In some cases you may be asked to provide a foster home to a mother cat with a litter of very young kittens. This is not as much effort as it may seem to be, because for the first month of the kittens' life, the mom will do most of the work, nursing and grooming her offspring. Kittens can generally be weaned at four to six weeks, and separated from their mother by the age of four weeks.

One of the greatest challenges is taking in unweaned or orphaned kittens. Not only are newborn kittens fragile and vulnerable, but they'll be depending on you to take the place of their missing mother. For the first two weeks of life, before kittens even open their eyes, they are completely helpless. You'll have to keep the kittens very warm, and feed them ...

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Tips for Being a Good Kitty Foster Parent

Tips for Being a Good Kitty Foster Parent

Many people find that becoming a foster provider to homeless cats or kittens is a rewarding and fulfilling experience. Foster care for cats basically requires patience, a compassionate nature, a flexible lifestyle, and some experience with and knowledge of cat behavior. Below are some general tips that may ease your transition into foster care.

Tips For Fostering Adult Cats:

  • Don't give a foster cat the run of your house right away. Start out by confining him to a bathroom, spare bedroom, or finished basement at first. If you have cats of your own, keep them separated until the health of your foster cat can be verified.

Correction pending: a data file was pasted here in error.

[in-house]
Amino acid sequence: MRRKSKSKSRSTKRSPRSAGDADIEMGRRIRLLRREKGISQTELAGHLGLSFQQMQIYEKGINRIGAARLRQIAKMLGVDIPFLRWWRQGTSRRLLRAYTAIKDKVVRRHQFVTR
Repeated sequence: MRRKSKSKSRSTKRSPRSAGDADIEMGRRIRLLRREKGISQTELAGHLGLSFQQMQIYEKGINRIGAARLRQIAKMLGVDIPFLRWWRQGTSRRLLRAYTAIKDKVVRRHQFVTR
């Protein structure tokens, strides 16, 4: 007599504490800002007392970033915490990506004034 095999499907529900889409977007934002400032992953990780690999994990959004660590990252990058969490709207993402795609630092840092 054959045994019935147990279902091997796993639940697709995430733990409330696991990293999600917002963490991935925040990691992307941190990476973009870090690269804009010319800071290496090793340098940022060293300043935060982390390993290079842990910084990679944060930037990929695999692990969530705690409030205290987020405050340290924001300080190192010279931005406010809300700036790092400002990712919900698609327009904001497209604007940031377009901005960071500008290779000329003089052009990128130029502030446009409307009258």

• Provide a cozy bed, a bowl of fresh water, and a clean litter pan at all times.
  • In the beginning, approach your foster cat slowly, cautiously, and in a non-threatening way. Give it a chance to become accustomed to its new surroundings.
  • Don't allow a cat to go without eating for more than a day or two: fasting can have serious health consequences in cats. If your foster cat has to be coaxed to eat, try tempting treats like canned salmon or tuna, or strained baby food meats.

Tips For Fostering Nursing Mother Cats With A Litter Of Kittens:

  • Provide a box big enough for everyone, with sides tall enough to keep the kittens from falling out, but low enough that the mother can come and go easily.
  • Line the box with several layers of bedding so that you can peel away layers as the kittens soil the top layer.
  • As long as the mom is actively engaged with her kittens, let her do the work of feeding and caring for them. Take your cues from her - a foster cat may prefer that you stay away from her kittens for the most part.
  • Provide a nutrient-dense diet for the mother cat. Kitten food is ideal. Offer food several times a day, or consider keeping a bowl of dry food available to her at all times. And don't forget to keep a bowl of fresh water near by at all times.
  • It's normal for the mother cat to want time away from her kittens between feedings. Once the kittens start exploring, you can keep them contained in one room with a baby gate that the mother can easily jump over.
  • Kittens will begin trying out moist kitten food at about four weeks of age. If any seem slow to begin feeding on their own, you can help out by putting a bit on your finger to let them smell it. Other weaning tricks involve putting a bit of food on the kittens' face or paw so that they lick it off, or trying strained baby food meats in lieu of kitten food.

Tips For Fostering Orphaned kittens:

  • Kittens will soil their nest box every day, so use disposable cardboard boxes and washable or disposable bedding. (Make sure the sides of the box are tall enough that very tiny kittens cannot tumble out.)
  • Use a heating pad on one side of the nest box only, so that kittens can move away if they get too warm. Keep the pad at a low setting, and wrap it well in blankets or towels.
  • Buy commercial kitten formula and a feeding bottle or syringe that holds...